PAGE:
At the core of every successful natatorium design is a system that provides the operator the year-round conditions they expected while meeting ASHRAE design standards, satisfying local codes, and being as energy efficient as possible.
Understanding that product flexibility is essential allows the designer to work through the project-specific issues without compromising design. The overall performance of a natatorium will be directly impacted by the number of deviations and compromises taken in the design stage.
Once all the design parameters have been established, the only remaining decisions will be what the designer would like incorporated into their dehumidifier and what they want provided externally. Some of the configurations available from most manufacturers include unit-mounted heating coils, exhaust fans, heat recovery packages, weatherproof outdoor cabinets, and a variety of heat rejection options. The project-specific details generally dictate what is the most appropriate.
DESIGN THE SYSTEM WITH IAQ IN MIND
Ensuring that the system will deliver good indoor air quality is quite possibly the most important design consideration of all.
There are two key design aspects to delivering good IAQ:
- Ensure that chemical off-gassing is reduced, controlled, or, ideally, eliminated. It cannot be stressed enough that the Evacuator system, as well as any waterside systems that reduce chemical off-gassing, are essential considerations to helping deliver good IAQ.
- Ensure the air distribution system supplies sufficient air to the breathing zone, including across the water surface.
STEP 1: OPERATING CONDITIONS
The designer must discuss with the owner the desired pool water temperature, room temperature, and relative humidity.
Operating conditions have a tremendous impact on the entire design and cannot be changed by a large degree after the fact. It is critical that the designer educate the owner on the implications of their operating temperature choices. Maintaining the room air temperature 2-4°F above the pool water temperature will help reduce evaporation – but the temperature must still be comfortable to patrons. Reduced evaporation in turn reduces the pool water heating requirement.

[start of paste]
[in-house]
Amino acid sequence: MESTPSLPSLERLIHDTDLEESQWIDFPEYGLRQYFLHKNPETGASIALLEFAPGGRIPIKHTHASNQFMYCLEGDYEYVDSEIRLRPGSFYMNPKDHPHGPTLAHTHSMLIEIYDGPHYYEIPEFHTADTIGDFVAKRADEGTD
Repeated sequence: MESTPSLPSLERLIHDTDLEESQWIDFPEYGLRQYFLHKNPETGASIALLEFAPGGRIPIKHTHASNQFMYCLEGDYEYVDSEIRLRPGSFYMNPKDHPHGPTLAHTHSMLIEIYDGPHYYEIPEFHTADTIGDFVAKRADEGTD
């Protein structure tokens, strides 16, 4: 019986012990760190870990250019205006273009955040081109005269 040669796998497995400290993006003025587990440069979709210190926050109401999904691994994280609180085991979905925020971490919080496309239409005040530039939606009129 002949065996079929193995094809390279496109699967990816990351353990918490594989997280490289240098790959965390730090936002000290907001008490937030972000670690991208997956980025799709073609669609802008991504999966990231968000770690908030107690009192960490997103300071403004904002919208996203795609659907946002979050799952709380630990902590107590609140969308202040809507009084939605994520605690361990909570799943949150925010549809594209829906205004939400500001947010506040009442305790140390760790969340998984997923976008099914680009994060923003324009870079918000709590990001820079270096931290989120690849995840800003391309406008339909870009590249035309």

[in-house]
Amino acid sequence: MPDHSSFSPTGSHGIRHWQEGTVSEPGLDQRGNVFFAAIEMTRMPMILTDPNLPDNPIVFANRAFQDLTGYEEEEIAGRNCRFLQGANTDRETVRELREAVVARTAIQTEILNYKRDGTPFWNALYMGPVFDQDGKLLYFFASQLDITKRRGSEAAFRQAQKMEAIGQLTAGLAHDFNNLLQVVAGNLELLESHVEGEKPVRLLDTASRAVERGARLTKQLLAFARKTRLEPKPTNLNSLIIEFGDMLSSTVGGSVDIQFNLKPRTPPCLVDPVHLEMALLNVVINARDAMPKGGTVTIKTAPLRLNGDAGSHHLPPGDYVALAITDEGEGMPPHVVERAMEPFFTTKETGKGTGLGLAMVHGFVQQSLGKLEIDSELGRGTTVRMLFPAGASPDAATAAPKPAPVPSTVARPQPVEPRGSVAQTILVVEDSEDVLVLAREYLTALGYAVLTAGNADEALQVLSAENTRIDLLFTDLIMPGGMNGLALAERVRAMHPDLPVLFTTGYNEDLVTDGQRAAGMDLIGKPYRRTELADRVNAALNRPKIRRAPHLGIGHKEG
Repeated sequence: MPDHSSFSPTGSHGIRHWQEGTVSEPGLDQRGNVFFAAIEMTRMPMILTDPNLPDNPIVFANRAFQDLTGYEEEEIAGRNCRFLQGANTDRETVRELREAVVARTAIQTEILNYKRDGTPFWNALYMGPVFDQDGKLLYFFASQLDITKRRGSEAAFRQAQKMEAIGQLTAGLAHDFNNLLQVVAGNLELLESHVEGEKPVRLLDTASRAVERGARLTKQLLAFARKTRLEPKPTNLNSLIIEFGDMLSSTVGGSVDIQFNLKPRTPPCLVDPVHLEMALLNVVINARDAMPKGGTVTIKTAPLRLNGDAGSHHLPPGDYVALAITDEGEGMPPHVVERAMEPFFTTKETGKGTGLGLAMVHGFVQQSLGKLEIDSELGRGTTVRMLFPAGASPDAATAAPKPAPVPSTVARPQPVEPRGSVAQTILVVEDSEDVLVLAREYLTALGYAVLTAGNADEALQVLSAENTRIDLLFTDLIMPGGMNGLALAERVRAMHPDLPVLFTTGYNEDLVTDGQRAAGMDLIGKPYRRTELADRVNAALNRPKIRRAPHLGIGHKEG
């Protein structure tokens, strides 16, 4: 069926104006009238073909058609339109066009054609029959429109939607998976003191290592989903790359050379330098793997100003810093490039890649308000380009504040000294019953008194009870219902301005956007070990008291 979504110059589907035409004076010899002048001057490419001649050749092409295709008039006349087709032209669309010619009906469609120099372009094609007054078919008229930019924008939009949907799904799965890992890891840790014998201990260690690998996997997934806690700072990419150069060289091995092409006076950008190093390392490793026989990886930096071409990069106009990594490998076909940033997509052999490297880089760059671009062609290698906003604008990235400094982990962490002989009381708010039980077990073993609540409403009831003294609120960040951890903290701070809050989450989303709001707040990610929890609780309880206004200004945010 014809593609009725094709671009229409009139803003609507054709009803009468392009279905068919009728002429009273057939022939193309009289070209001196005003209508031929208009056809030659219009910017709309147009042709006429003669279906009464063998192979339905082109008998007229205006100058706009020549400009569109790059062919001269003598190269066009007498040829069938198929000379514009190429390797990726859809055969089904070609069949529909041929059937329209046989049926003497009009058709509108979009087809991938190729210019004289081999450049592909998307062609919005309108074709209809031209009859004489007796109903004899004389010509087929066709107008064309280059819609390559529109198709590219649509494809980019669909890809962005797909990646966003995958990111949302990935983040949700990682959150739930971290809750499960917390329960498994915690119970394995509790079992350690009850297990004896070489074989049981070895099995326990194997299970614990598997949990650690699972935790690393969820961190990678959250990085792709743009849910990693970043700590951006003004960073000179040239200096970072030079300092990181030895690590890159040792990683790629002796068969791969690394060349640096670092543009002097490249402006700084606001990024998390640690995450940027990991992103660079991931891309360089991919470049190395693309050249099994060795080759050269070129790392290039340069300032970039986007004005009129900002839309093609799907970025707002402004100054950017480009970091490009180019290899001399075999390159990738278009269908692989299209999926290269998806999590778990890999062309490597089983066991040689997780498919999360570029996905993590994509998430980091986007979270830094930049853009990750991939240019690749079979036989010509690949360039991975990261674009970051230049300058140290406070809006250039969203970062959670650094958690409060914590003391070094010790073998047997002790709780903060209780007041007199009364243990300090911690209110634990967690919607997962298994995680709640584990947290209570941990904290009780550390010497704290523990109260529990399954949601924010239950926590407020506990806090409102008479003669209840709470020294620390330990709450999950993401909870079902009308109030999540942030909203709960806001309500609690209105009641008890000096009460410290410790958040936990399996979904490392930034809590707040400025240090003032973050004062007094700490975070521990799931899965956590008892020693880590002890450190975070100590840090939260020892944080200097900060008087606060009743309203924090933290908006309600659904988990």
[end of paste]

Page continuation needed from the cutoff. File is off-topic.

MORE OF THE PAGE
STEP 2: SUPPLY AIR
Calculate the supply air requirement of the space based on the room volume. The target air change rate per ASHRAE is 4-6 volumetric air changes per hour, with a 6-8 air change rate in spectator areas. This calculation establishes the entire air handling system.
- Supply air must move down into the breathing zone. It is critical for comfort and good IAQ that the treated supply air reach the pool deck and occupants.
- If using a fabric duct, the same air distribution and duct design rules apply. Supply air must be directed to where it is needed, or IAQ problems will result.
- Ensure the return duct location complements the supply air duct location and promotes a good air pattern. In a large natatorium, several return air grilles might be required to achieve a good air pattern in the space.
- Be careful to avoid air short circuiting or placing supply diffusers too close to the return duct opening. This can ruin the effectiveness of the supply air and give any return duct mounted sensors false readings.
STEP 3: OUTDOOR VENTILATION PER LOCAL CODES
The baseline outdoor ventilation air requirement could be any of the following:
- 0.48 CFM/ft2 of water surface area and wet deck for a regular pool
- 0.06 CFM/ ft2 for the rest of the dry deck
- If spectators are in a seating area, add 7.5 CFM per spectator during swim meets.
Introducing more outdoor air than codes require is not recommended. In winter, it will increase space heating and pool water heating costs significantly. Too much outdoor air in winter can also lower the relative humidity levels to uncomfortable levels for the patrons.
- Outdoor air must be filtered.
- Ensure the airflow is balanced when the system is commissioned.
- Preheat the outdoor air to 65°F if condensation is a concern. A glycol heat recovery loop is a good means to accomplish this while also saving the operator in heating costs.
- Thermally insulate the exterior of the outside air duct.
STEP 4: EXHAUST AIR
The room should have a slight negative pressure. ASHRAE recommends 0.05 to 0.15 inches of water column. A good rule of thumb is to exhaust 110% of the outdoor air CFM. A well-located exhaust fan can significantly improve the air quality in the space. If the space has a spa or whirlpool, the exhaust air intake grille should be located directly above it. This source captures and extracts the most contaminant-laden air before it can diffuse into the space and negatively impact the room air quality.
- The exhaust fan can be installed remotely or within the dehumidifier.